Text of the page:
The paper investigates the optimal design of clustering in experimental setups, particularly in the context of social networks. It discusses theoretical frameworks, objective functions, and practical algorithms for choosing the best clustering method. The authors analyze the impact of various factors, including bias, variance, and spillover effects, providing recommendations for real-world applications.

Authors:

(1) Davide Viviano, Department of Economics, Harvard University;

(2) Lihua Lei, Graduate School of Business, Stanford University;

(3) Guido Imbens, Graduate School of Business and Department of Economics, Stanford University;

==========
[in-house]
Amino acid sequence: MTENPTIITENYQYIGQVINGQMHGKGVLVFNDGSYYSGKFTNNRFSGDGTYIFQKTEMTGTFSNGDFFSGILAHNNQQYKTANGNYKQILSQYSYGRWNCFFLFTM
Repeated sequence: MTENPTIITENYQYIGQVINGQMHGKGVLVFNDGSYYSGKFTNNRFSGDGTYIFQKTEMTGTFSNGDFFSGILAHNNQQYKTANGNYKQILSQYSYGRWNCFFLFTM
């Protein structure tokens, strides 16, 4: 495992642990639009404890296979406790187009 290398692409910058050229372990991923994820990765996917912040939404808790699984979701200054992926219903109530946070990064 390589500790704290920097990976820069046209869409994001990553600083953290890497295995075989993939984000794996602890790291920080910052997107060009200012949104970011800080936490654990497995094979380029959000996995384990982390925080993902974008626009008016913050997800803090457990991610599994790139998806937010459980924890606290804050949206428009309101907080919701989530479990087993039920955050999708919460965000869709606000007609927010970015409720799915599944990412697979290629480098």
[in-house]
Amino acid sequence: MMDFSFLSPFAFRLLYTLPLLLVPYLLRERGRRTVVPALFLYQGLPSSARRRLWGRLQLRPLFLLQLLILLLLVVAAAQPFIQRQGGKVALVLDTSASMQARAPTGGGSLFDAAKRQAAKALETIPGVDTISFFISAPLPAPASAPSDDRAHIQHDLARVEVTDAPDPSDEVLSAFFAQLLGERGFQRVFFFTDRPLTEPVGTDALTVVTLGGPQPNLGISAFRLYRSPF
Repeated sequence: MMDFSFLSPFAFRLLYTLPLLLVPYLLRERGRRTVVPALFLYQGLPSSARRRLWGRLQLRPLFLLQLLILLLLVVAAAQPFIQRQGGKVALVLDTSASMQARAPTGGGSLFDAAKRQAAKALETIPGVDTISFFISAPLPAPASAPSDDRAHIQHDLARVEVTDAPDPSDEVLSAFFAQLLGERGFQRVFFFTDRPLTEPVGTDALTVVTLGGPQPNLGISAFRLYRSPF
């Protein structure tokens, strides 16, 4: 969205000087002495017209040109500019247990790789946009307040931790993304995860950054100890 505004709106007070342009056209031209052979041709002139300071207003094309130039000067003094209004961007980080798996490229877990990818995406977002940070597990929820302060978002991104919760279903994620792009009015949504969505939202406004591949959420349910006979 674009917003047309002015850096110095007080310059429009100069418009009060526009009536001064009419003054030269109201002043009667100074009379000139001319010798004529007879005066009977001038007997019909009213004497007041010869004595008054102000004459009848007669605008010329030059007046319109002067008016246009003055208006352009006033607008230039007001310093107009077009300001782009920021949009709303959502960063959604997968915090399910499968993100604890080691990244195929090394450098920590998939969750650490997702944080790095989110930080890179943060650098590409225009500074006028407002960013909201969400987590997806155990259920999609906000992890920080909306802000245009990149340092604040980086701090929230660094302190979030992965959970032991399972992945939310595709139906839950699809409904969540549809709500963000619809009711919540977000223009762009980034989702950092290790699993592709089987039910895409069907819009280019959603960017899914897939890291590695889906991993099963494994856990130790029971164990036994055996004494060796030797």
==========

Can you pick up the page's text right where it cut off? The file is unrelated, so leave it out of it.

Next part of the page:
(4) Brian Karrer, FAIR, Meta;

(5) Okke Schrijvers, Meta Central Applied Science;

Throughout the proofs, expectations are conditional on the adjacency matrix A.

C.1 Proof of Lemma 3.1

We have

C.2 Proof of Lemma 3.2

C.3 Proof of Lemma 3.3

We consider the case where two units are in the same or different clusters separately. We will refer to µi(Di , D−i) as µi(D) for notational convenience.

Following the same steps as for the case where i, j are in different clusters, accounting for Equation (27), the proof completes.

C.4 Proof of Lemma 3.4

other units are not zero for individuals in the sets Bi , Gi defined in Lemma 3.2.

where the first inequality is due to Cauchy-Schwarz inequality and last equality follows from Assumption 5. The proof completes after collecting the terms.

C.5 Proof of Theorem 3.5

C.6 Proof of Theorem 3.6

C.7 Proof of Theorem 4.1

The bias follows directly from Lemma 3.1. We now discuss the variance component. Under Lemmas 3.2, 3.3, and following Equations (28), (29), we can write